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Drug use at the end of life in older adults
  1. Hsien-Yeh Chuang1,2,
  2. Yu-Wen Wen3,
  3. Liang-Kung Chen4,5,6 and
  4. Fei-Yuan Hsiao1,2,7
  1. 1 Department of Pharmacy, National Taiwan University Hospital, Taipei, Taiwan
  2. 2 Graduate Institute of Clinical Pharmacy, National Taiwan University, Taipei, Taiwan
  3. 3 Clinical Informatics and Medical Statistics Research Center, Chang Gung University, Taoyuan, Taiwan
  4. 4 Aging and Health Research Center, National Yang-Ming University, Taipei, Taiwan
  5. 5 Center for Geriatrics and Gerontology, Taipei Veterans General Hospital, Taipei, Taiwan
  6. 6 Department of Geriatric Medicine, School of Medicine, National Yang-Ming University, Taipei, Taiwan
  7. 7 School of Pharmacy, National Taiwan University, Taipei, Taiwan
  1. Correspondence to Dr Fei-Yuan Hsiao, Graduate Institute of Clinical Pharmacy, National Taiwan University, Taipei, Taiwan; fyshsiao{at}


Objective To investigate symptom-relief and comorbid drug uses at the end of life for older people with different dying trajectories (cancer, organ failure, frailty and sudden death) in Taiwan.

Methods In a retrospective observational study of older people aged 65 years and older who died in hospitals between 2008 and 2012, we used NHIRD to measure numbers, incremental changes and determinants of symptom-relief and comorbid drug use in the last month of outpatient care and last hospitalisation before death.

Results We included 59 407 older adults (cancer 37%, organ failure 26%, frailty 35% and sudden death 2%) who died in hospitals for this study. In the last hospitalisation before death, individuals who died of cancer received greatest number of symptom-relief drugs (mean: 4.65, [SD 2.77]) and increased most the average change in the number of symptom-relief drug use (+1.60; SD 3.36). However, individuals who died of organ failure received the highest number of comorbid drugs (mean 2.88, [SD 1.95]) and also increased most the average change in the number of comorbid drug use (+0.17; SD 2.28) at last hospitalisation. Different dying trajectories were key determinants of receiving symptom-relief and comorbid drugs in our study.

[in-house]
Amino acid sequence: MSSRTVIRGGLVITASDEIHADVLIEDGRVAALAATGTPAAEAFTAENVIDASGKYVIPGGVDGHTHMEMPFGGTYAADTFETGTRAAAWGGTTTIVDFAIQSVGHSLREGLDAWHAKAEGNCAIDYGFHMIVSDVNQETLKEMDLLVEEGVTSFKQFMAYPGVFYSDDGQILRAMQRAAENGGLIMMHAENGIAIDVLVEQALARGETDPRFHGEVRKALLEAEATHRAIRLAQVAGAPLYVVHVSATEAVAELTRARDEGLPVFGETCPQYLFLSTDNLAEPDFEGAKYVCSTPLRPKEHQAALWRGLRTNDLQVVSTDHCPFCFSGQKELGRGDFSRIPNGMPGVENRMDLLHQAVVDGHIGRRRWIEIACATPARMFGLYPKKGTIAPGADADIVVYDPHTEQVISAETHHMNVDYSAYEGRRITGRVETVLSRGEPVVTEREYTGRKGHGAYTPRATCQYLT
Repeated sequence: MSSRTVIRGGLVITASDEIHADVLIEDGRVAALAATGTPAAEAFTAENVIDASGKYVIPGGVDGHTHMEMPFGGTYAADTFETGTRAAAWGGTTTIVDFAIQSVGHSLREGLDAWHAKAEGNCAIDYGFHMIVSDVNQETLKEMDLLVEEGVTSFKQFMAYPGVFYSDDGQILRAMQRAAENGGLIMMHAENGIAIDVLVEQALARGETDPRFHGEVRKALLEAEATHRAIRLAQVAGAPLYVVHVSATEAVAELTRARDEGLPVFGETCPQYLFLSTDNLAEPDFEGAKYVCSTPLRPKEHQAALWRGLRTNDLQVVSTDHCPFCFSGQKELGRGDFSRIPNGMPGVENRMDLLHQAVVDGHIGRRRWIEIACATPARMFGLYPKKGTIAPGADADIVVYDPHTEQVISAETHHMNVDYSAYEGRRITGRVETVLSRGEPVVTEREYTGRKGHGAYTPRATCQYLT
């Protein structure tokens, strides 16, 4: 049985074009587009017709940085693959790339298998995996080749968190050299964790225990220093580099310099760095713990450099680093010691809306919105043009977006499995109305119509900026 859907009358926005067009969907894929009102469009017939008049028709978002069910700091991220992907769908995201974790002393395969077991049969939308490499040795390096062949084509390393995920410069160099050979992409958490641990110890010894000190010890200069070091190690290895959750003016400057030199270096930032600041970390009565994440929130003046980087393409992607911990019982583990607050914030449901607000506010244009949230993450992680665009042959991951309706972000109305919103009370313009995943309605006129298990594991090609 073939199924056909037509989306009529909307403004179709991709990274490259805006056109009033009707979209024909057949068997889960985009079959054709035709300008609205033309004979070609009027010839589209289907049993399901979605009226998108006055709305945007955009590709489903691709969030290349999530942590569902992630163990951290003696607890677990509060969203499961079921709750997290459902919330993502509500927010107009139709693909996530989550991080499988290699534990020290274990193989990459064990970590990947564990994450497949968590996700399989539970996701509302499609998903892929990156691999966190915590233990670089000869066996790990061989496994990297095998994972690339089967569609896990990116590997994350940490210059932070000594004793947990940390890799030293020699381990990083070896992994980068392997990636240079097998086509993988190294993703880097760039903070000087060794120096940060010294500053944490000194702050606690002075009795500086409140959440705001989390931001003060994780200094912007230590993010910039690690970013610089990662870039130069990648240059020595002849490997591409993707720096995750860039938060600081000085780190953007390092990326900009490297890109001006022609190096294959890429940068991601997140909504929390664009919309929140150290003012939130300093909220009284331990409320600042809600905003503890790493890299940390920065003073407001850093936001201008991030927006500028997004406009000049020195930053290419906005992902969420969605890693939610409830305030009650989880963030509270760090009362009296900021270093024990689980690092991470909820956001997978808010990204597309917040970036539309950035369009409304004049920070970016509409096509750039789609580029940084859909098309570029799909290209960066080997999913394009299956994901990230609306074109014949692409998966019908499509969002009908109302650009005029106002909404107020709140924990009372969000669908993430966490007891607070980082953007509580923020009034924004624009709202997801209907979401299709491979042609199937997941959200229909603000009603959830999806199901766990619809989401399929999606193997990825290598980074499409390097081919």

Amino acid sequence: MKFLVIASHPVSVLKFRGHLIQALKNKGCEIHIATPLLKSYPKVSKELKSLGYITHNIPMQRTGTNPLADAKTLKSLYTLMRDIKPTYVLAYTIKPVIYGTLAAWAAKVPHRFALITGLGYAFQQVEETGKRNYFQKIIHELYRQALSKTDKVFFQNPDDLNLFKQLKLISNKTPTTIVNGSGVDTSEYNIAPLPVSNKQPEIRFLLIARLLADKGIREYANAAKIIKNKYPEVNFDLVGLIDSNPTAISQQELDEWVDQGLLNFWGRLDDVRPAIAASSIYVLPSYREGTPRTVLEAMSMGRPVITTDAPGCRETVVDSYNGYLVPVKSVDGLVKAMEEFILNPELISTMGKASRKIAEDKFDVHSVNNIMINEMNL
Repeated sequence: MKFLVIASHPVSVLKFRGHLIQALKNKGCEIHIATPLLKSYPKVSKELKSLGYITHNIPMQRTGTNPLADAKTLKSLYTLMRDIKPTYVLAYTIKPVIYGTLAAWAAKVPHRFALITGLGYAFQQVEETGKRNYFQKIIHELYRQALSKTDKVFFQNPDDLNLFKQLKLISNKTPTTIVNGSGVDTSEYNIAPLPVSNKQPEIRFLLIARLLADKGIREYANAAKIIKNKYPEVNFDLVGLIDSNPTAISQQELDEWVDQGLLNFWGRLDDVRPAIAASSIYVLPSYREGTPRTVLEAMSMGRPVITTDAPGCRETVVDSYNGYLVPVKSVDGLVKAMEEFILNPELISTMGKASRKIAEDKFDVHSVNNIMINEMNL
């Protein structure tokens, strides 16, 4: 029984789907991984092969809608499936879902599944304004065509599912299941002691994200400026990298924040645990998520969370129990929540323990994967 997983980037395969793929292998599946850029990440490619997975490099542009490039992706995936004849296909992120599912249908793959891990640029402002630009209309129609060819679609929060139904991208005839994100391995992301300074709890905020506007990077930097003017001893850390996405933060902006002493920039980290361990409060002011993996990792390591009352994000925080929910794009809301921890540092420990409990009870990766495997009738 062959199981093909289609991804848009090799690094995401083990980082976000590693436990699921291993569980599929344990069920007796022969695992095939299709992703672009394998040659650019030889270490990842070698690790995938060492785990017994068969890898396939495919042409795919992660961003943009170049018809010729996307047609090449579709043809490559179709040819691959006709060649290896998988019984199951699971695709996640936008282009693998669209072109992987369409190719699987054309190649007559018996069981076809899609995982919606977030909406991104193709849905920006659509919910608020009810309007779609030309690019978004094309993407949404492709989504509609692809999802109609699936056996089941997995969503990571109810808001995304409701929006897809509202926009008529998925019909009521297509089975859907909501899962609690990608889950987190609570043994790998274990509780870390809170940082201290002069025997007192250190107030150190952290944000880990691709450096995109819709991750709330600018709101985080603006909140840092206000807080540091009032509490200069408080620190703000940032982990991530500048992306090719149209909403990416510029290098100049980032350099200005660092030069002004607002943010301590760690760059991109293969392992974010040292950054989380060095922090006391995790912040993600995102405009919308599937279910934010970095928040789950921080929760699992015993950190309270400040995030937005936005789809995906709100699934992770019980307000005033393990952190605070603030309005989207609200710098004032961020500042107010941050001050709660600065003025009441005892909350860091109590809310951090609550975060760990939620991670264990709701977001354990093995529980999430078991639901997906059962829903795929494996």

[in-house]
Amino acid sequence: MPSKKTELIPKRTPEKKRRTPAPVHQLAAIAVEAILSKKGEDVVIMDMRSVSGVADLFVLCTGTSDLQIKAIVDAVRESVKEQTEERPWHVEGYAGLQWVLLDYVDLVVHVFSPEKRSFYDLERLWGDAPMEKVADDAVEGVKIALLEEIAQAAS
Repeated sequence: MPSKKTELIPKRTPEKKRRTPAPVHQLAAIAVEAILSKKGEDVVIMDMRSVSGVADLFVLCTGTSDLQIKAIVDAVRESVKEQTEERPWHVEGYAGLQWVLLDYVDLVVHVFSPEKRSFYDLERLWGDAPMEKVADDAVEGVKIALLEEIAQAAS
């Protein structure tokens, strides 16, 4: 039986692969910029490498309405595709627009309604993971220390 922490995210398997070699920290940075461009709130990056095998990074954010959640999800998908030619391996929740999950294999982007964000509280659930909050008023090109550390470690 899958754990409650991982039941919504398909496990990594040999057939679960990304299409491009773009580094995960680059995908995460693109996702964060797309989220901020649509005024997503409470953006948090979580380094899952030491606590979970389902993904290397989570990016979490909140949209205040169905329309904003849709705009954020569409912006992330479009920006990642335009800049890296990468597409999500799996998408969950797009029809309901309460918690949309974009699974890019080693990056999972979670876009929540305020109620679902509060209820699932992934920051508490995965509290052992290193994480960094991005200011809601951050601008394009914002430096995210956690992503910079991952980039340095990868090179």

Conclusions Our study suggests that the drug use of older adults at the end of life in the cancer group is different from that in the organ failure and frailty groups. Policymakers and health professionals should consider the different strategies to optimise drug use for older people with different dying trajectories near their end of life.

  • end of life care
  • dying trajectories
  • symptom-relief drug
  • comorbid drug
  • drug utilisation

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  • Contributors H-YC, Y-WW, L-KC and F-YH contributed to the study concept and design. H-YC and F-YH acquired and analysed the data. H-YC, Y-WW, L-KC and F-YH interpreted the data. H-YC and F-YH drafted the manuscript. L-KC and F-YH revised the manuscript. All authors read and approved the final manuscript.

  • Funding F-YH received research assistantships from a research project (MOST104-2410-H-002-225-MY3) sponsored by the Ministry of Science and Technology, Taiwan. The author had full access to all of the data in the study and takes responsibility for the integrity of the data and the accuracy of their analysis.

  • Disclaimer The funding source had no role in the design and conduct of the study; collection, management, analysis and interpretation of the data; preparation, review, or approval of the manuscript; the decision to submit the manuscript for publication.

  • Competing interests None declared.

  • Provenance and peer review Not commissioned; externally peer reviewed.

  • Supplemental material This content has been supplied by the author(s). It has not been vetted by BMJ Publishing Group Limited (BMJ) and may not have been peer-reviewed. Any opinions or recommendations discussed are solely those of the author(s) and are not endorsed by BMJ. BMJ disclaims all liability and responsibility arising from any reliance placed on the content. Where the content includes any translated material, BMJ does not warrant the accuracy and reliability of the translations (including but not limited to local regulations, clinical guidelines, terminology, drug names and drug dosages), and is not responsible for any error and/or omissions arising from translation and adaptation or otherwise.